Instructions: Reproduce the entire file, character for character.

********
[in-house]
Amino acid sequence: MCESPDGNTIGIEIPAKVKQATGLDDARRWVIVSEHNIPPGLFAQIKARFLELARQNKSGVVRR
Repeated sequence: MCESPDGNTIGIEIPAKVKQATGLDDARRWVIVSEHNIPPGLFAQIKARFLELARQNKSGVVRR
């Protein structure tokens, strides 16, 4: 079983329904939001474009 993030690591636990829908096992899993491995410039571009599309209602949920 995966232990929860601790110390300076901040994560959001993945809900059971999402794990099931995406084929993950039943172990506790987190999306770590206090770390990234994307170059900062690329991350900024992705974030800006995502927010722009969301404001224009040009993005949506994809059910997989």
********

[in-house]
Amino acid sequence: MCESPDGNTIGIEIPAKVKQATGLDDARRWVIVSEHNIPPGLFAQIKARFLELARQNKSGVVRR
Repeated sequence: MCESPDGNTIGIEIPAKVKQATGLDDARRWVIVSEHNIPPGLFAQIKARFLELARQNKSGVVRR
């Protein structure tokens, strides 16, 4: 079983329904939001474009 993030690591636990829908096992899993491995410039571009599309209602949920 995966232990929860601790110390300076901040994560959001993945809900059971999402794990099931995406084929993950039943172990506790987190999306770590206090770390990234994307170059900062690329991350900024992705974030800006995502927010722009969301404001224009040009993005949506994809059910997989």